Jinping Mountains

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Jinping Mountains
Jinping Mountains is located in Sichuan
Jinping Mountains
Jinping Mountains
Location in Sichuan and China
Jinping Mountains is located in China
Jinping Mountains
Jinping Mountains
Jinping Mountains (China)
Highest point
Peak Jinping Shan
Elevation 4,420 m (14,500 ft) [1]
Coordinates 28°20′38″N 101°45′12″E / 28.34389°N 101.75333°E / 28.34389; 101.75333Coordinates: 28°20′38″N 101°45′12″E / 28.34389°N 101.75333°E / 28.34389; 101.75333
Country China
Province Sichuan
Parent range Hengduan Mountains

The Jinping Mountains or Jinping Shan (Chinese: 锦屏山; pinyin: Jǐnpíngshān) are a short north-south mountain range in southwestern Sichuan Province, China. The Jinping are located within Yanyuan and Mianning Counties, both in Liangshan Prefecture. This mountain range is notable for the Jinping Bend, where the Yalong River wraps around the entire Jinping range. The Jinping Mountains, sometimes considered a large mountain massif, are approximately 80 km (50 mi) long and only 15 km (9.3 mi) wide.


The Jinping Mountains are part of a complicated orogenic complex from the Indian subcontinent's collision with the Eurasian Plate and the resistance of the Yangtze Plate to the east. The mountains are primarily composed of Triassic marble.[2]


The Jinping Mountains are rugged and rise almost 3,000 m (9,800 ft) above the Yalong River on either side. The Jinping are located in the complicated grouping of mountains called the Hengduan Mountains that transition between the Tibetan Plateau in the northwest to the Yungui Plateau in the southeast. The Jinping are sometimes classified as a southern subrange of the Shaluli Mountains, a component range of the Hengduan. The Yalong River separates the Jinping Mountains from the Daxue Mountains to north.[3][4]

The tallest peak of the Jinping Mountains rises to 4,420 m (14,500 ft) above sea level.[1] This peak is also known in Chinese as Jinping Shan (锦屏山) as the word for mountain () can refer to either a mountain or mountain range.

After flowing southeasterly, the Yalong River diverts 80 km (50 mi) north along the west side of the Jinping before turning 180 degrees and flowing south along the east side of the mountains. This forms the dramatic Jinping Bend, known for its deep gorge and inhospitable terrain.[3]

Human development

The Jinping's vertical relief and the Yalong River's 300 m (980 ft) elevation drop from one side to the other make it an optimal source of hydroelectric energy. The Jinping-I Dam, on the west side of the Jinping Mountains, is the tallest dam in the world at 305 m (1,001 ft) high. The Jinping-II Dam, a little further downstrem, diverts the water of the Yalong River nearly 17 km (11 mi) under the Jinping Mountains to the east side of the bend.[5] More than 13.2 million m3 of earth was excavated for the construction of Jinping-II's power station below the mountains. A total of seven tunnels were bored through the Jinping Mountains at depths up to 2,525 m (8,284 ft) beneath the mountain peaks. This included four water diversion tunnels, two auxiliary tunnels, and one construction drainage tunnel.[2]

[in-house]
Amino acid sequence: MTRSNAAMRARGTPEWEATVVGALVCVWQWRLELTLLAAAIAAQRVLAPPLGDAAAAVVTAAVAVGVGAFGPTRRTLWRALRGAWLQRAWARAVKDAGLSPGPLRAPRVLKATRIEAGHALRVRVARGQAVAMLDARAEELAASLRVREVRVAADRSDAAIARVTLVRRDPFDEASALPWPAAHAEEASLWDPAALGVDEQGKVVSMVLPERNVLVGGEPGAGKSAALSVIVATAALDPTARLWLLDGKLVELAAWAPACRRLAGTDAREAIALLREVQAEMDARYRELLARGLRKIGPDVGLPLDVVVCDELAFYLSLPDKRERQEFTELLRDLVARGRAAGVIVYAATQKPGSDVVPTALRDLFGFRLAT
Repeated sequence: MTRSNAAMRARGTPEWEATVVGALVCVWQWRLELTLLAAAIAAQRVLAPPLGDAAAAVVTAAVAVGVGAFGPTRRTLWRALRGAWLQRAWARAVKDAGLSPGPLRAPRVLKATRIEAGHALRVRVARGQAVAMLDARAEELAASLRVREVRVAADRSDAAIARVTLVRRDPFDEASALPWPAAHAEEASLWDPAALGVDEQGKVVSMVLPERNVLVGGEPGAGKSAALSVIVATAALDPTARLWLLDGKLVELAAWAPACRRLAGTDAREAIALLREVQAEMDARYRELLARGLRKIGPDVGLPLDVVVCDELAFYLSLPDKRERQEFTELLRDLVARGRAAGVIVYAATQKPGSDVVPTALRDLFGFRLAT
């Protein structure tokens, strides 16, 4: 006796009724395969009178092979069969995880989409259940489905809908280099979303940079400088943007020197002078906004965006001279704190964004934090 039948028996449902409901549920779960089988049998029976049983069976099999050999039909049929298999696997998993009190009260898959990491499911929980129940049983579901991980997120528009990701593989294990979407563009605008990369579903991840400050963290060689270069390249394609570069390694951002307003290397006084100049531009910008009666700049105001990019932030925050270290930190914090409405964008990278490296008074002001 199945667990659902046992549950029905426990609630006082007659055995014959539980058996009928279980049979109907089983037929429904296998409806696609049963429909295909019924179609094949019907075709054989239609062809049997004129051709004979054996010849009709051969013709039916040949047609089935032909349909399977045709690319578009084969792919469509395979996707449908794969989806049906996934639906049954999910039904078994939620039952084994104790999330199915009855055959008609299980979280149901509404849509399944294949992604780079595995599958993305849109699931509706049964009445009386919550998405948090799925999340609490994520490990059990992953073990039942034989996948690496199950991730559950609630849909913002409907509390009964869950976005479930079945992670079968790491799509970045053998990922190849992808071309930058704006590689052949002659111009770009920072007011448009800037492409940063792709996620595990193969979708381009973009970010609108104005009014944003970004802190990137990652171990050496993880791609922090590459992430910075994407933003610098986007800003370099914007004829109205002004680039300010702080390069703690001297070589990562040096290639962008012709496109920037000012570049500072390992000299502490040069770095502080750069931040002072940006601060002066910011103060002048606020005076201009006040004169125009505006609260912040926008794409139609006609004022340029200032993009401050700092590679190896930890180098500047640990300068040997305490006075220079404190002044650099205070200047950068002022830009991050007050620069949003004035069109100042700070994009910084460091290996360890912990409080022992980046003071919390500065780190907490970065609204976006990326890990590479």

The China Jinping Underground Laboratory was developed along the southernmost Jinping-II tunnel through the Jinping Mountains. This institution specializes in the research of dark matter as the location deep below the surface of the earth shields the laboratory from interfering cosmic rays.[6]


  1. ^ a b "Jinping Shan, China". Peakbagger.com. Retrieved 14 September 2017. 
  2. ^ a b Zhang, Chunsheng; Liu, Ning; Chu, Weijiang (2017). "Chapter 9: Key problems in the design of diversion tunnel in Jinping II hydropower station". In Feng, Xia-Ting. Rock Mechanics and Engineering Volume 5: Surface and Underground Projects. CRC Press. ISBN 9781317481874. 
  3. ^ a b Atlas of China. Beijing, China: SinoMaps Press. 2006. ISBN 9787503141782. 
  4. ^ Sichuan Sheng Dituce. Beijing, China: Star Map Press. 2013. ISBN 9787547109151. 
  5. ^ Shiyong, Wu; Manbin, Shen; Jian, Wang (August 2010). "Jinping hydropower project: main technical issues on engineering geology and rock mechanics" (PDF). Bulletin of Engineering Geology and the Environment. 69 (3): 325–332. doi:10.1007/s10064-010-0272-4. 
  6. ^ Zhang, Chunsheng; Chu, Weijiang; Liu, Ning; Zhu, Yongsheng; Hou, Jing (2011), "Laboratory tests and numerical simulations of brittle marble and squeezing schist at Jinping II hydropower station, China" (PDF), Journal of Rock Mechanics and Geotechnical Engineering, 3 (1): 30–38, doi:10.3724/SP.J.1235.2011.00030Freely accessible 
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